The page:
Becoming at peace with all the nuances of life is a long, brutal process. We search for things like closure, trust, fulfillment and acceptance, knowing full well that we have no idea how we want those things to look in practice. We even look for seemingly simple things like parking spots, but still find ourselves navigating etiquette, split-second decisions and regret. The inevitable messiness of life is what makes it so painful, interesting and enjoyable, but learning to be okay with it all is much easier said than done.
Nashville-via-Texas singer/songwriter Katy Kirby is well on her way in that journey. On her debut album Cool Dry Place, Kirby tries to decide what’s worth holding on to and what’s worth seeking, but also allows herself the freedom to pause and just revel in precious moments, like a drunken walk home (“Peppermint”) or the fantasy of protecting someone you love (“Eyelids”). Whether slipping into playful metaphors or arriving at an important realization, Kirby sounds, at once, comfortable and uncomfortable with the fluidity of interactions and situations, which is what makes this record more than just an incredibly pleasing collection of songs. Wants and needs are blurred, relationships shapeshift, but more than anything, a human desire for intimacy and understanding underpins it all. After dropping in and out of school, religion and recording music, Kirby is searching for a sustainable source of warmth—whether a person, a plant, Target lingerie or “a secret chord that David played.”
Kirby was homeschooled in small-town Texas and grew up singing in church, fully immersed in the world of youth groups, worship music and deeply held Christian beliefs. Fervent, outward displays of Christianity are often associated with a particular kind of rigidity, which is why it’s somewhat ironic that Kirby’s debut is the furthest thing from stringent. However, this was the result of a long process. In the years since her upbringing, Kirby has distanced herself from strict dogma and worked towards a view of the world through a much different lens—the kind that makes her album bloom with curiosity.
Cool Dry Place is built on chipper folk-pop songcraft, which pairs well with her cozy, thoughtful storytelling. The peppy hooks and green thumb metaphors of “Juniper” are a good encapsulation of the album’s sweetness, as are the nimble plucks and alluring grooves of the candy-titled “Peppermint.” Her songs have an exuberant, mercurial bounce, but she evades mawkishness with ease, thanks to her colorful musical quirks and perceptive stories. The light auto-tune and entrancing rhythms of “Traffic!” are surprising highlights, in addition to the raucous guitar solo of the title track and explosive euphoria of “Juniper.” She’s also a master of vocal cadence, subtly accenting words to match a specific mood and wring out more emotion from her songs. The gentle opener “Eyelids” wouldn’t be anywhere near as impactful without Kirby’s wistful, versatile vocal performance, or the amusing gender swap (“If I was your man”).
Another reason her songs are so moving is her eye for interesting descriptions. Whether it’s the agile fish on “Tap Twice” (“you thrashed around like goldfish in a garbage bag”), the cut-up fist on “Portals” (“We’re a hand punched through a pane of glass, to get the handle on the other side / Yeah we’re cut on the knuckles, but at least we’re open wide”) or the mint that feels like “pins and needles on my tongue” on “Peppermint,” Kirby uses specificity to her benefit.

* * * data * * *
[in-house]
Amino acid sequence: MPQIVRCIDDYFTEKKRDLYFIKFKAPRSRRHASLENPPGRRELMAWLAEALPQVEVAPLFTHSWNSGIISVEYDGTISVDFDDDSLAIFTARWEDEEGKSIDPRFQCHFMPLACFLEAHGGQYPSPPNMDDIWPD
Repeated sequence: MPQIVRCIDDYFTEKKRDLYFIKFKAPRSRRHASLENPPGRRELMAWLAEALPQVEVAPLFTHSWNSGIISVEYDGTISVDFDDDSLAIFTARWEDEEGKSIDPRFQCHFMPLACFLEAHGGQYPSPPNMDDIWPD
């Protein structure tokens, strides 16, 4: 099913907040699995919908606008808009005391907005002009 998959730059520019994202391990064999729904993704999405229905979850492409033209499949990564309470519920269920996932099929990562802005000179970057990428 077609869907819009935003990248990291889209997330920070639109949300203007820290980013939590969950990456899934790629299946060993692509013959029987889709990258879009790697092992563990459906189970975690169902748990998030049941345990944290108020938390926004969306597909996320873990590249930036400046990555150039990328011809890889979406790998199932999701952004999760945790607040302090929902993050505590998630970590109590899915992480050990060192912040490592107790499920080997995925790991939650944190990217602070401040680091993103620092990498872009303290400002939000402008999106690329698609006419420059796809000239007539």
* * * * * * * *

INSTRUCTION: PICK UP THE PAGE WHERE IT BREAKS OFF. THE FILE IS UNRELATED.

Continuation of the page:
Cool Dry Place would be a solid album just on the strength of her devilishly likeable tunes, but her melding of charming wordplay with illuminating sentiments really puts it over the top. Anyone who hears the quirky, clever flow of “High times, that’s right, red-white, black and blue” on “Traffic!”—a song that serves as a privilege wakeup call—will likely be entranced immediately. Additionally, “Juniper” is a compelling call to trust your instincts (“You don’t need to wait around and see / which of her promises she’s going to keep, oh / Even distilled it’s still an evergreen / It never leaves, it never leaves, it never leaves”), “Portals” contains a more inspiring, nuanced view of relationships, one where people orbit each other and occasionally cross paths, rather than amalgamate (“We’re not boxes, doors or borders / We were portals”), and “Fireman” describes a painfully traditional couple (imagine 1950s suburbia, toxic masculinity and all) with lots of pent-up tension (“And at night when we’re in bed, sometimes I try to take his hand / And he’ll flinch away and tell me, ‘Don’t do something you’ll regret’”).
Katy Kirby revels in cherishing and wanting to be cherished, and this record explores the gray areas that arise in such pursuit of connection. In contrast with much of today’s folky indie-pop, which rests on the melancholy sway of dream pop, Cool Dry Place is unexpectedly groovy, with hooks and rhythms worming their way into hearts and minds in more ways than one. The altruism and perky noodling of Cool Dry Place may even make you want to consciously become more present, like deciding not to scold yourself for your shitty parking decision.
Lizzie Manno is an associate music editor, Coldplay apologist, bread obsessive and lover of all things indie, punk and shoegaze at Paste. Follow her on Twitter @LizzieManno